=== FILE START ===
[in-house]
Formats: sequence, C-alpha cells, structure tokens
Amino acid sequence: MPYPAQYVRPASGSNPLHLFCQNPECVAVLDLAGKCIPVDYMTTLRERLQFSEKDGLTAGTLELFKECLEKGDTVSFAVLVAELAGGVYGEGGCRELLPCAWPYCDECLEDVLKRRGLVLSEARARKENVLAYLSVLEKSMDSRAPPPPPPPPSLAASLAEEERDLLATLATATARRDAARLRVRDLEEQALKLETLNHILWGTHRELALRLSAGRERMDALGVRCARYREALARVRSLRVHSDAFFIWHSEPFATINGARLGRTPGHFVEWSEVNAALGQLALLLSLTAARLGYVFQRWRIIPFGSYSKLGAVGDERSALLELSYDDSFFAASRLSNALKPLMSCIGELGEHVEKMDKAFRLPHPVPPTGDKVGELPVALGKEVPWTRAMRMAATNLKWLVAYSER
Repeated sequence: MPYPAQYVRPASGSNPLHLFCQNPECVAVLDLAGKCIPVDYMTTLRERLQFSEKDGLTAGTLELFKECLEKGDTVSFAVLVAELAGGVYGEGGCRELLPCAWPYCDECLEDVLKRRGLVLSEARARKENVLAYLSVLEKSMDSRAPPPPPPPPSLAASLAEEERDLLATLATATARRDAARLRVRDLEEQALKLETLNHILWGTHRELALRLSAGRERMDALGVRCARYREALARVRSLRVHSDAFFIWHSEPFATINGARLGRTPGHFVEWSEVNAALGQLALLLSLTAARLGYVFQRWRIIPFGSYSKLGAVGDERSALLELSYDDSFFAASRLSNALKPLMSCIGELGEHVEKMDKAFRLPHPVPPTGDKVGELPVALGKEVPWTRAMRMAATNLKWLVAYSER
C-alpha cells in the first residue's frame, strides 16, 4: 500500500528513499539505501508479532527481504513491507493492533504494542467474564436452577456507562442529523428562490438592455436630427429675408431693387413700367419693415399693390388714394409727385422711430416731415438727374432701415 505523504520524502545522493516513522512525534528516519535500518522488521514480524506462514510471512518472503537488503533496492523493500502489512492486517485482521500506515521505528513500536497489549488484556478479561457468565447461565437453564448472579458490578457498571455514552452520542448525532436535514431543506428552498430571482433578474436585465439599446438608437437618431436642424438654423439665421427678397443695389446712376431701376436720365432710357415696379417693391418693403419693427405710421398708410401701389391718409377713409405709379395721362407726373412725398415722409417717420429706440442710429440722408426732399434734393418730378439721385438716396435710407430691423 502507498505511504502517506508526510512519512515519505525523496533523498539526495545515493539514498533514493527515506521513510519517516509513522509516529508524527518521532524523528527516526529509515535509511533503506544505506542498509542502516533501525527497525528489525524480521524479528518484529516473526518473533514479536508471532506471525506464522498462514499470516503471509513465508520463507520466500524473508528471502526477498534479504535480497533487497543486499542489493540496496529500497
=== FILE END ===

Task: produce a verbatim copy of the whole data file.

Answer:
[in-house]
Formats: sequence, C-alpha cells, structure tokens
Amino acid sequence: MPYPAQYVRPASGSNPLHLFCQNPECVAVLDLAGKCIPVDYMTTLRERLQFSEKDGLTAGTLELFKECLEKGDTVSFAVLVAELAGGVYGEGGCRELLPCAWPYCDECLEDVLKRRGLVLSEARARKENVLAYLSVLEKSMDSRAPPPPPPPPSLAASLAEEERDLLATLATATARRDAARLRVRDLEEQALKLETLNHILWGTHRELALRLSAGRERMDALGVRCARYREALARVRSLRVHSDAFFIWHSEPFATINGARLGRTPGHFVEWSEVNAALGQLALLLSLTAARLGYVFQRWRIIPFGSYSKLGAVGDERSALLELSYDDSFFAASRLSNALKPLMSCIGELGEHVEKMDKAFRLPHPVPPTGDKVGELPVALGKEVPWTRAMRMAATNLKWLVAYSER
Repeated sequence: MPYPAQYVRPASGSNPLHLFCQNPECVAVLDLAGKCIPVDYMTTLRERLQFSEKDGLTAGTLELFKECLEKGDTVSFAVLVAELAGGVYGEGGCRELLPCAWPYCDECLEDVLKRRGLVLSEARARKENVLAYLSVLEKSMDSRAPPPPPPPPSLAASLAEEERDLLATLATATARRDAARLRVRDLEEQALKLETLNHILWGTHRELALRLSAGRERMDALGVRCARYREALARVRSLRVHSDAFFIWHSEPFATINGARLGRTPGHFVEWSEVNAALGQLALLLSLTAARLGYVFQRWRIIPFGSYSKLGAVGDERSALLELSYDDSFFAASRLSNALKPLMSCIGELGEHVEKMDKAFRLPHPVPPTGDKVGELPVALGKEVPWTRAMRMAATNLKWLVAYSER
C-alpha cells in the first residue's frame, strides 16, 4: 500500500528513499539505501508479532527481504513491507493492533504494542467474564436452577456507562442529523428562490438592455436630427429675408431693387413700367419693415399693390388714394409727385422711430416731415438727374432701415 505523504520524502545522493516513522512525534528516519535500518522488521514480524506462514510471512518472503537488503533496492523493500502489512492486517485482521500506515521505528513500536497489549488484556478479561457468565447461565437453564448472579458490578457498571455514552452520542448525532436535514431543506428552498430571482433578474436585465439599446438608437437618431436642424438654423439665421427678397443695389446712376431701376436720365432710357415696379417693391418693403419693427405710421398708410401701389391718409377713409405709379395721362407726373412725398415722409417717420429706440442710429440722408426732399434734393418730378439721385438716396435710407430691423 502507498505511504502517506508526510512519512515519505525523496533523498539526495545515493539514498533514493527515506521513510519517516509513522509516529508524527518521532524523528527516526529509515535509511533503506544505506542498509542502516533501525527497525528489525524480521524479528518484529516473526518473533514479536508471532506471525506464522498462514499470516503471509513465508520463507520466500524473508528471502526477498534479504535480497533487497543486499542489493540496496529500497